After reading today’s chapter you realize one thing – there are a lot of gates to rebuild! There’s the sheep gate, the fish gate, the old city gate, the valley gate, the dung gate, the fountain gate, the water gate (sounds kind of familiar, that one), the horse gate, the east gate and the inspection gate. Now, include with that all the walls the go in between all those gates and you’ve got quite a pile of work to do!
Keep in mind these walls and gates have laid in ruin for seventy years! With so much work to do, it’s understandable why no one wanted to take up the task.
So, I’m very impressed with the charisma of Nehi. I realize we don’t have record of the entire conversation when Nehi got finished inspecting the situation and finally came out and told of his intention to rebuild. The thing that struck me is how quickly everyone jumped in to help. Did you get that from reading? It seems like ol’ Nehi says I’m here to rebuild the walls – and everyone just agrees and starts rebuilding. Look at the end of chapter 2:
17 But now I said to them, “You know full well the tragedy of our city. It lies in ruins, and its gates are burned. Let us rebuild the wall of Jerusalem and rid ourselves of this disgrace!” 18 Then I told them about how the gracious hand of God had been on me, and about my conversation with the king.They replied at once, “Good! Let’s rebuild the wall!” So they began the good work.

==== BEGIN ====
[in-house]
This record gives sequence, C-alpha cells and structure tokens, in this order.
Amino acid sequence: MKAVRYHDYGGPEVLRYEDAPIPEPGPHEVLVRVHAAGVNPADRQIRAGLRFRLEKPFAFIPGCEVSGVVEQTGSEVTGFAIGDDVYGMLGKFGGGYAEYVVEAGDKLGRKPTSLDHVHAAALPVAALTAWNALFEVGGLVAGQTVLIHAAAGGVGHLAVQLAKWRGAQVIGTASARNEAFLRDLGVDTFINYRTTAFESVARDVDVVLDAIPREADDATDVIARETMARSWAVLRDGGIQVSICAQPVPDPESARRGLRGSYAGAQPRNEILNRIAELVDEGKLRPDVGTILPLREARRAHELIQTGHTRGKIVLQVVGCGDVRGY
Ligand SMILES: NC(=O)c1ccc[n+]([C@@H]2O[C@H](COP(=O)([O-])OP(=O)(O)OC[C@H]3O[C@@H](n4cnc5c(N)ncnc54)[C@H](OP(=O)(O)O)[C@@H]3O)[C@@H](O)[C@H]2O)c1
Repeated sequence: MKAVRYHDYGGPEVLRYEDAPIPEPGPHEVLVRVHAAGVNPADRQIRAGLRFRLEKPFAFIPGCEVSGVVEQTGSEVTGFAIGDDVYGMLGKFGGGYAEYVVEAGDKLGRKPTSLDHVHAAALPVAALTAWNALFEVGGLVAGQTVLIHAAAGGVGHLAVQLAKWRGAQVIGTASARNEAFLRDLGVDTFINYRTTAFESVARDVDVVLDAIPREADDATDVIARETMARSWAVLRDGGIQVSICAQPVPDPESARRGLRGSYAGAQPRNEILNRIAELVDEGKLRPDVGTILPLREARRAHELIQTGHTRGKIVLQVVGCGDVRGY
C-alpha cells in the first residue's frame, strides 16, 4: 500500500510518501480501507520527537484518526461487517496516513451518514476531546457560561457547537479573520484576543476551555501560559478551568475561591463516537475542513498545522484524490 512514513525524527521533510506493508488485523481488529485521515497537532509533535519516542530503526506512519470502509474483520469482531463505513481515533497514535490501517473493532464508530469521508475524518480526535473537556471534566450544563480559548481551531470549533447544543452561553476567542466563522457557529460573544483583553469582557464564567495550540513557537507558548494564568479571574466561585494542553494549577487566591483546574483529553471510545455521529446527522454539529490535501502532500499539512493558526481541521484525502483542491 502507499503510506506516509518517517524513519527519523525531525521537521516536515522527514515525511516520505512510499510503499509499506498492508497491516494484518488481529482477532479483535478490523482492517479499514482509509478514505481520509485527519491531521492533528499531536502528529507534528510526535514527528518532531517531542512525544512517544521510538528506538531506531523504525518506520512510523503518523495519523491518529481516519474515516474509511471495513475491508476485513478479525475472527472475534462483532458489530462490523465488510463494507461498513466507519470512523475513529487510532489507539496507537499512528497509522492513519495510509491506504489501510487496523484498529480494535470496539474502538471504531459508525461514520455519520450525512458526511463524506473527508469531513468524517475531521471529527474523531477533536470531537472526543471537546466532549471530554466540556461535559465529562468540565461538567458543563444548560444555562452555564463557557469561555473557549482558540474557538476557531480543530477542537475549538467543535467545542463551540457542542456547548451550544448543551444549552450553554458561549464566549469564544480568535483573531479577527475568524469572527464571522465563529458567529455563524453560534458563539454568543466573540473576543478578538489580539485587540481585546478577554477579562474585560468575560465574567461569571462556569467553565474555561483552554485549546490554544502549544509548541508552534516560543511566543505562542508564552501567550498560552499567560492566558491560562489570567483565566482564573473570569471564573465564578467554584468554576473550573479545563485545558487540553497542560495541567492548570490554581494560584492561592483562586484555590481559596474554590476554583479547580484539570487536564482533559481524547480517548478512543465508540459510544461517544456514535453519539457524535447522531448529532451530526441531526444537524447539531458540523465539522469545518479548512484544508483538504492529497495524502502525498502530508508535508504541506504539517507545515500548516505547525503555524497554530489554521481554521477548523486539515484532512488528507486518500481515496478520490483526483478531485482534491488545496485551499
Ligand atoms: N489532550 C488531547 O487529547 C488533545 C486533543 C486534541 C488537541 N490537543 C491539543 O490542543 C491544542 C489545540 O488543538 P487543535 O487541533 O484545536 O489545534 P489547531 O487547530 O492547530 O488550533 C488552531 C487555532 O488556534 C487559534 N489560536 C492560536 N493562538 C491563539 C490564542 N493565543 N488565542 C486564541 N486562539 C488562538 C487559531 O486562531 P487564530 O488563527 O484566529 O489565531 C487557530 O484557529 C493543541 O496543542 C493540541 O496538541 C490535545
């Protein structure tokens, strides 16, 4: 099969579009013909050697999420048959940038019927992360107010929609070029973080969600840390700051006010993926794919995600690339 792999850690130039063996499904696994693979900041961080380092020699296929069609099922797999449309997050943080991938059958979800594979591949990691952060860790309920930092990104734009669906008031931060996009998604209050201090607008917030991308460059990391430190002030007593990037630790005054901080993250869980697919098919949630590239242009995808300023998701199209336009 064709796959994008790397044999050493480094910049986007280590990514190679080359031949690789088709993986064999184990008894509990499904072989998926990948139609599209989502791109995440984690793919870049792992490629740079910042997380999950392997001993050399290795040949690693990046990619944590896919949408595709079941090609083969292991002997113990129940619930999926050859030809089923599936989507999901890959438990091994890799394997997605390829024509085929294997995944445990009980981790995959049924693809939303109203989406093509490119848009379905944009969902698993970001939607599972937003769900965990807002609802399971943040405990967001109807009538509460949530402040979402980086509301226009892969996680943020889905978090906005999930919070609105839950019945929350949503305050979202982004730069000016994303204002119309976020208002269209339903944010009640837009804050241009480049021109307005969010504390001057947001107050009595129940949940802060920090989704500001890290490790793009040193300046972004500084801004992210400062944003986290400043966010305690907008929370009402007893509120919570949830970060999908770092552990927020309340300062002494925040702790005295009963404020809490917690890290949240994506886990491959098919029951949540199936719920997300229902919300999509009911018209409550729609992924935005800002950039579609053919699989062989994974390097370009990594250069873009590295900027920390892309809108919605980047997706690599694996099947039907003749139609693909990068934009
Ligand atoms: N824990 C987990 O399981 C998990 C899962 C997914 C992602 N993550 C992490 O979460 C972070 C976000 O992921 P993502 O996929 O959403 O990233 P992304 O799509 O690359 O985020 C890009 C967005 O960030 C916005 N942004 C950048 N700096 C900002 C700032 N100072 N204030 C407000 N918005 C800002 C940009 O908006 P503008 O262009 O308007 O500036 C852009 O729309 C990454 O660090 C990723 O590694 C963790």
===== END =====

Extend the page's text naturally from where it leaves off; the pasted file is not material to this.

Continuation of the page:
How did he get the people who had known of and walked over the actual crumbled walls and gates for seventy years to get excited about all this hard work so quickly?
Well, it took a man with the passion, and a man with the plan. God gave Nehi the inspiration and the opportunity with the King. Nehi simply told what God had done – and the people responded. I tend to think this was less about Nehi, and more about how God chose the right man at the right time. Still, Nehi had to possess the abilities and desires to get the job done – he was wired up for such a time as this.
Now, I feel like I need to mention something else. I normally don’t read anyone else’s emails before I read the chapter, but today I read an email from my friend James who has a great gift of cutting through all the noise and nailing the main point. He made some really good points about today’s chapter, and I want to share (with his permission):
Apparently, Jerusalem had dozens of gates. Their purpose, I assume, was for protection from attackers. My point:The city is only as strong as it’s weakest gate!
Each access point had to be repaired to it’s fullest or the city would be vulnerable. How does this relate to us?
We as men also have gates . . . our eyes, ears, mind etc.
Just like the city of Jerusalem many of our gates are broken in the sense that they are not keeping out harmful influences.
What gates of your life are broken?
What things are getting past the gate and into your life that harmful? TV, movies, thoughts?
What is it going to take to repair the gates of our lives? Accountability, living unplugged?
Yes! This is good stuff, James. Thanks for your insight this morning.
By the way, I found a site with some home photos of a trip to Jerusalem. They’ve identified all the gates and show a photo of how each looks today. Check it out by clicking here.
Think about how to rebuild the gates in your life today. As James points out, we’re only as strong as our weakest gate.
Lord, send the Nehemiah into our lives to inspire us to get off our butts and rebuild what we’ve been stepping over and ignoring for years. -amen